As my personal Canada150 project I’m building a large scale model of the Great Western Railway station in Stoney Creek as it might have looked in 1867.  It should be ready for display by the beginning of the fall school term, and I hope to make a presentation to the Stoney Creek Historical Society about the town’s railways over the years.  One that had great promise was the electric train that ran from Hamilton to Beamsville , a remnant of which is the well-known Powerhouse Restaurant.  There is eerie similarity between the promise of that railway to today’s LRT.

When the grand opening of the Hamilton Grimsby and Beamsville Railway  took place in October  1894 the newspaper reports of the day stated that the electric radial railway system “…is looked upon as the chief factor in Hamilton’s future growth.”  Huge benefits would also accrue to Grimsby according to an editorial which stated  “….that the railway will be of great benefit to Grimsby is beyond a paraventure (chance).  Hamilton millionaires will fill the pretty little town’s peach shaded vacant lots with handsome villas…..the Grimsby independent will blossom out into a daily….the streets of the town will be full of Hamilton tourists.”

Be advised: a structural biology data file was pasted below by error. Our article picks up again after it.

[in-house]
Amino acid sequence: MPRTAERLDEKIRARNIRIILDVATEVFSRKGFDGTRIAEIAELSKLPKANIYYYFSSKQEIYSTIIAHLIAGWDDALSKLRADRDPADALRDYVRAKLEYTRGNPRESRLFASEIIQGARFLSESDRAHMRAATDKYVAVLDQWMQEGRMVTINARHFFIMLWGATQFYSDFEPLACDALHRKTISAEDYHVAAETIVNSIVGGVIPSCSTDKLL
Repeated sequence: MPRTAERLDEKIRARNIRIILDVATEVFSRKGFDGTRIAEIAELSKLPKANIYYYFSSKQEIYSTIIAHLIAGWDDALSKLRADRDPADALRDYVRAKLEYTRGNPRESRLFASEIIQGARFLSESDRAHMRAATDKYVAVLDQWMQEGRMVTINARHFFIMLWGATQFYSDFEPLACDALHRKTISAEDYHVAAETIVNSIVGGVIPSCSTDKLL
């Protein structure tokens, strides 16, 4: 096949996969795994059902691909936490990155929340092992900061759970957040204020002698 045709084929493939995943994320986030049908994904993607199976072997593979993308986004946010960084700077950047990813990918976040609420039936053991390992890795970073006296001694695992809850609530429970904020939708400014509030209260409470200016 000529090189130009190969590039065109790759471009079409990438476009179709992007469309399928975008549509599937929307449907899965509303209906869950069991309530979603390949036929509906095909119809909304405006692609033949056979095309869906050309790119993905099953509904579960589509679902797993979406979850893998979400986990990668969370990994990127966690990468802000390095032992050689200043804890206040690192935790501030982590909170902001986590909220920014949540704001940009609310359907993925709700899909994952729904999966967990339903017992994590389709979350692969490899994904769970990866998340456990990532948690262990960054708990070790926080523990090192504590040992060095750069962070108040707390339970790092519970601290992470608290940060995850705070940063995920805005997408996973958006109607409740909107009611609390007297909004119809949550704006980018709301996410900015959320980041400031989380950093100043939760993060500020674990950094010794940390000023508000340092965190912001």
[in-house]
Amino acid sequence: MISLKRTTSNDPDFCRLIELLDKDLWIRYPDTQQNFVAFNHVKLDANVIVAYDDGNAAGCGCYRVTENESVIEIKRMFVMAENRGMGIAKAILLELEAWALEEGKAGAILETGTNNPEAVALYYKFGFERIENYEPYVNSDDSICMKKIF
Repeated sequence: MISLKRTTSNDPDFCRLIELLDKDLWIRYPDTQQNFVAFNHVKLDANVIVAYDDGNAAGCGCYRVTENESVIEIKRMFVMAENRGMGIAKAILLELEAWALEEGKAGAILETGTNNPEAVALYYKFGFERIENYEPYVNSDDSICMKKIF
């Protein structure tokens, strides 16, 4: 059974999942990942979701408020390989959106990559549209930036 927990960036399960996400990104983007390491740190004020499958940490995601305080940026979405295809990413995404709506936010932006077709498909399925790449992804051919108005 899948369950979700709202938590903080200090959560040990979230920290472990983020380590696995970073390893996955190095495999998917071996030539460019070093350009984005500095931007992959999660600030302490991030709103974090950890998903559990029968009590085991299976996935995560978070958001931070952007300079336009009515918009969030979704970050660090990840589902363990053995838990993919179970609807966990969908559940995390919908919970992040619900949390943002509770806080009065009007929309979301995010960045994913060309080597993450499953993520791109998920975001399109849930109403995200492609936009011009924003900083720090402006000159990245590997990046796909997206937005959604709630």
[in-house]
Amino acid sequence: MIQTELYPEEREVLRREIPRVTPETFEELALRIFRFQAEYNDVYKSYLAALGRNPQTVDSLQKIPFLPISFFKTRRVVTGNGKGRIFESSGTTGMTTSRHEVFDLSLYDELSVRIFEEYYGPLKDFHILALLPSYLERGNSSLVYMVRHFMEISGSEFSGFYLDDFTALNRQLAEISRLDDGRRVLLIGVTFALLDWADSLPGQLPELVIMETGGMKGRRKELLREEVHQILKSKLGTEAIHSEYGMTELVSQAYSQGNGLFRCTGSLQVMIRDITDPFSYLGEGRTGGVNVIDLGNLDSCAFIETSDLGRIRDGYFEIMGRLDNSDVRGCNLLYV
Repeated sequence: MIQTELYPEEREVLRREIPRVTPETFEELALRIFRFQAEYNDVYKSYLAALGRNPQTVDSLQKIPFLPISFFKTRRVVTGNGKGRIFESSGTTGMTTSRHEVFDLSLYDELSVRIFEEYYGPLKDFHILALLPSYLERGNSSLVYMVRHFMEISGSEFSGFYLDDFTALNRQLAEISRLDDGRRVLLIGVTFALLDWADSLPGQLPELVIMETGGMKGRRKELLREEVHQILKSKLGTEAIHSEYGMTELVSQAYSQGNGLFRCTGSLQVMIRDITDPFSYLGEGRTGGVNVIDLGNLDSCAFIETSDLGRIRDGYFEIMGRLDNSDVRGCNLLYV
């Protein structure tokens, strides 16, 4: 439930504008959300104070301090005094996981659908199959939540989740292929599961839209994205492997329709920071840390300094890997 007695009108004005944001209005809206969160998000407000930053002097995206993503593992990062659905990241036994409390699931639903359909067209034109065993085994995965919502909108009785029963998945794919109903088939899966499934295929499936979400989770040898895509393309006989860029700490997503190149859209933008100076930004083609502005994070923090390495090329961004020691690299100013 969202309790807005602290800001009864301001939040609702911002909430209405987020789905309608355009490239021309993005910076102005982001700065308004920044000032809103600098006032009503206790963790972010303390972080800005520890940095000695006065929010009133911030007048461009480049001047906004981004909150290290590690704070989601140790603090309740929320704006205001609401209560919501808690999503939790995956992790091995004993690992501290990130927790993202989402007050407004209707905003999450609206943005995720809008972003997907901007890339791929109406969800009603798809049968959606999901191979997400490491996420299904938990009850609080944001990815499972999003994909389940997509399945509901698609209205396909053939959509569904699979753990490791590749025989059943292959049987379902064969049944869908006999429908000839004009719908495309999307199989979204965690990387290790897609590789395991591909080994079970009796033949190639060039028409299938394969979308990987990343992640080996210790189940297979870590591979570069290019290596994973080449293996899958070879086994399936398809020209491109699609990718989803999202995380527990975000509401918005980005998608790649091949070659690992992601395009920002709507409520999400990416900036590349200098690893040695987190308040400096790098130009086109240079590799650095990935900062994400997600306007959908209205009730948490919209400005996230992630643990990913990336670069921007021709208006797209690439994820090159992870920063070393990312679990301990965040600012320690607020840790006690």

After some initial success,  deficits began to appear on the books in 1921.  Ontario Hydro bought out the company in April 1930 for the purpose of abandoning it.  The inevitable protests were made, and we know from William Blain’s excellent history the following story. One  group  who came to oppose its closing  was asked how many had come to the meeting by  the train.  Of twelve people only two said yes and the Hydro spokesman replied,   “That gentlemen….is the reason why we are abandoning the line.”

Its real legacy  was the hydro-electric power that John Patterson and his colleagues provided when they built the Decew Falls generating station to supply electricity to the railway. As soon as the power became available manufacturing companies chose Hamilton as a location and the ones already here abandoned their steam-driven powerhouses in favour of hydro.‎  The little electric trains however lost out to the private automobile.

There is however great potential for the GO train which only requires a relatively modest investment to utilize infrastructure that is now in place or nearing completion. I was present for the final day of the CN station on Lake Avenue and with luck I’ll be here when its replacement ‎ opens at Centennial.  That service, given adequate frequency, will take cars off the highway.

Bob Bratina MP

Providing a Fresh Perspective for Burlington and Hamilton.

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